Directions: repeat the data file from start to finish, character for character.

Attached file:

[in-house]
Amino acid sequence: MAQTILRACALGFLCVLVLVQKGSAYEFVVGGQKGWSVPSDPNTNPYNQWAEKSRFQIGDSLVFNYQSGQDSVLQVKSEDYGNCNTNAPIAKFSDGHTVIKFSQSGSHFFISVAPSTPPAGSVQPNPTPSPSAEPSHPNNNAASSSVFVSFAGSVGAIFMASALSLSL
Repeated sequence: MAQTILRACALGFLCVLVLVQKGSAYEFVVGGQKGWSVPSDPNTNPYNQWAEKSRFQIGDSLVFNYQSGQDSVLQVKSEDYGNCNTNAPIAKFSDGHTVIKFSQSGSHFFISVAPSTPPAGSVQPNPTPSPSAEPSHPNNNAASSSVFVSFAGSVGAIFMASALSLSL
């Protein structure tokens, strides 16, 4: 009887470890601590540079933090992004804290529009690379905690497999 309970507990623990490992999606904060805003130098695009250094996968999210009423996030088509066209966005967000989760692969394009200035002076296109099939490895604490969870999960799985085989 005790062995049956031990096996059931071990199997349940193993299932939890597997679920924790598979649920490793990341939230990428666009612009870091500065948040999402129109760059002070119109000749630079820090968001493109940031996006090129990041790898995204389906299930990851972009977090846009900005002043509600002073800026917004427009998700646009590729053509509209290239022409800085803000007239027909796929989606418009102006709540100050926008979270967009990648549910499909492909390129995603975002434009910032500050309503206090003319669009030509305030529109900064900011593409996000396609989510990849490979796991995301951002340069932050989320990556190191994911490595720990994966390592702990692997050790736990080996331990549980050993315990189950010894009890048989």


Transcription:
[in-house]
Amino acid sequence: MAQTILRACALGFLCVLVLVQKGSAYEFVVGGQKGWSVPSDPNTNPYNQWAEKSRFQIGDSLVFNYQSGQDSVLQVKSEDYGNCNTNAPIAKFSDGHTVIKFSQSGSHFFISVAPSTPPAGSVQPNPTPSPSAEPSHPNNNAASSSVFVSFAGSVGAIFMASALSLSL
Repeated sequence: MAQTILRACALGFLCVLVLVQKGSAYEFVVGGQKGWSVPSDPNTNPYNQWAEKSRFQIGDSLVFNYQSGQDSVLQVKSEDYGNCNTNAPIAKFSDGHTVIKFSQSGSHFFISVAPSTPPAGSVQPNPTPSPSAEPSHPNNNAASSSVFVSFAGSVGAIFMASALSLSL
């Protein structure tokens, strides 16, 4: 009887470890601590540079933090992004804290529009690379905690497999 309970507990623990490992999606904060805003130098695009250094996968999210009423996030088509066209966005967000989760692969394009200035002076296109099939490895604490969870999960799985085989 005790062995049956031990096996059931071990199997349940193993299932939890597997679920924790598979649920490793990341939230990428666009612009870091500065948040999402129109760059002070119109000749630079820090968001493109940031996006090129990041790898995204389906299930990851972009977090846009900005002043509600002073800026917004427009998700646009590729053509509209290239022409800085803000007239027909796929989606418009102006709540100050926008979270967009990648549910499909492909390129995603975002434009910032500050309503206090003319669009030509305030529109900064900011593409996000396609989510990849490979796991995301951002340069932050989320990556190191994911490595720990994966390592702990692997050790736990080996331990549980050993315990189950010894009890048989």